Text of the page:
Monday, September 23: The Lorax

Banned Book of the Day

Dr. Seuss's

Dr. Seuss's "The Lorax"

Megan Streeter, Writer, Editor

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Dr. Seuss is a constant presence in the lives of American children, from elementary school bookshelves to AP US History political cartoons. It may be shocking to some, then, to learn that a plethora of Seuss’s beloved children’s stories have been both challenged and successfully banned. Particularly relevant to recall after Friday’s environmentalist march is the ban of Seuss’s
The Lorax. The rhymes of this fuzzy orange creature and his woodland friends have been speaking for the trees since 1971. However, several American school districts have tried their best to silence that message. In 1989, the Laytonville, California Unified School District attempted to remove The Lorax from second grade reading lists on the grounds that it showed an “unfair portrayal of, and criminalized, those in the logging industry.” Furthermore, the line “I hear things are just as bad up in Lake Erie,” was forcibly removed from the story after research associates from the Ohio Sea Grant Program undertook cleanup efforts at the lake. Comically, the National Wood Flooring Manufacturers Association took such offense to the novel that they published a parody, called The Truax, aimed at emphasizing the importance of the logging industry in terms accessible to children.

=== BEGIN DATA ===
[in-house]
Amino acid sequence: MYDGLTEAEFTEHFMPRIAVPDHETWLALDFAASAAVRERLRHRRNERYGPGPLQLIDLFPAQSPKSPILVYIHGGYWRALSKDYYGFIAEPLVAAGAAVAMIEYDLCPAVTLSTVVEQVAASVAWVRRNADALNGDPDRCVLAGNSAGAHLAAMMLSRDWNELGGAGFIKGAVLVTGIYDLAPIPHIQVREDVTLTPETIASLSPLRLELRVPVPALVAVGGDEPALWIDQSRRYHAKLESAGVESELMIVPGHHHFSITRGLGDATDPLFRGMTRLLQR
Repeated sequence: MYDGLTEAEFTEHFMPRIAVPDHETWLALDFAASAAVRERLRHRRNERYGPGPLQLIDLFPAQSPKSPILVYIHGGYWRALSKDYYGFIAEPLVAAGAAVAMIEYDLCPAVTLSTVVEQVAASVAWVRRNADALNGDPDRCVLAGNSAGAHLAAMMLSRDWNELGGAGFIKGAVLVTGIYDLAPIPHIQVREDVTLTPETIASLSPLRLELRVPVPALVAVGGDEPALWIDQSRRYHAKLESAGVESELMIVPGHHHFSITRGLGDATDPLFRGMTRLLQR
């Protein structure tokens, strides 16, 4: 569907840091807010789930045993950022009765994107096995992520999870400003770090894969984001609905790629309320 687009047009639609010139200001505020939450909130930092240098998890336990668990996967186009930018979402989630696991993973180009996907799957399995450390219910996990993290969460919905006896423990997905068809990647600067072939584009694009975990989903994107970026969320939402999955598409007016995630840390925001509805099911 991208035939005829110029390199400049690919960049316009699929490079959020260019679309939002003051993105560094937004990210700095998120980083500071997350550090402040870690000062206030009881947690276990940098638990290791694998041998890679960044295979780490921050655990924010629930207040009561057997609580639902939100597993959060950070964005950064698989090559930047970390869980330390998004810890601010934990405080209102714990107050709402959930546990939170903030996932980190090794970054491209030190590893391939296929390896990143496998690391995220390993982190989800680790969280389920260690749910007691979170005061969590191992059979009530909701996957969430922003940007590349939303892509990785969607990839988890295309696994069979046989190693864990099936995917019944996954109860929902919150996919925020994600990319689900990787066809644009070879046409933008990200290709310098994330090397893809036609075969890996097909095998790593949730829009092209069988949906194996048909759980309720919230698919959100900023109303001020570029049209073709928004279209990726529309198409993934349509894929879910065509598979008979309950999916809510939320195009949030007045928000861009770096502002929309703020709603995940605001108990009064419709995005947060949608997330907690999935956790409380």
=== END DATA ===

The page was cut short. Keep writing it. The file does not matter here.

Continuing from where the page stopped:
Visit the American Library Association for access to free resources, information on banned books, and a detailed history of censorship in America.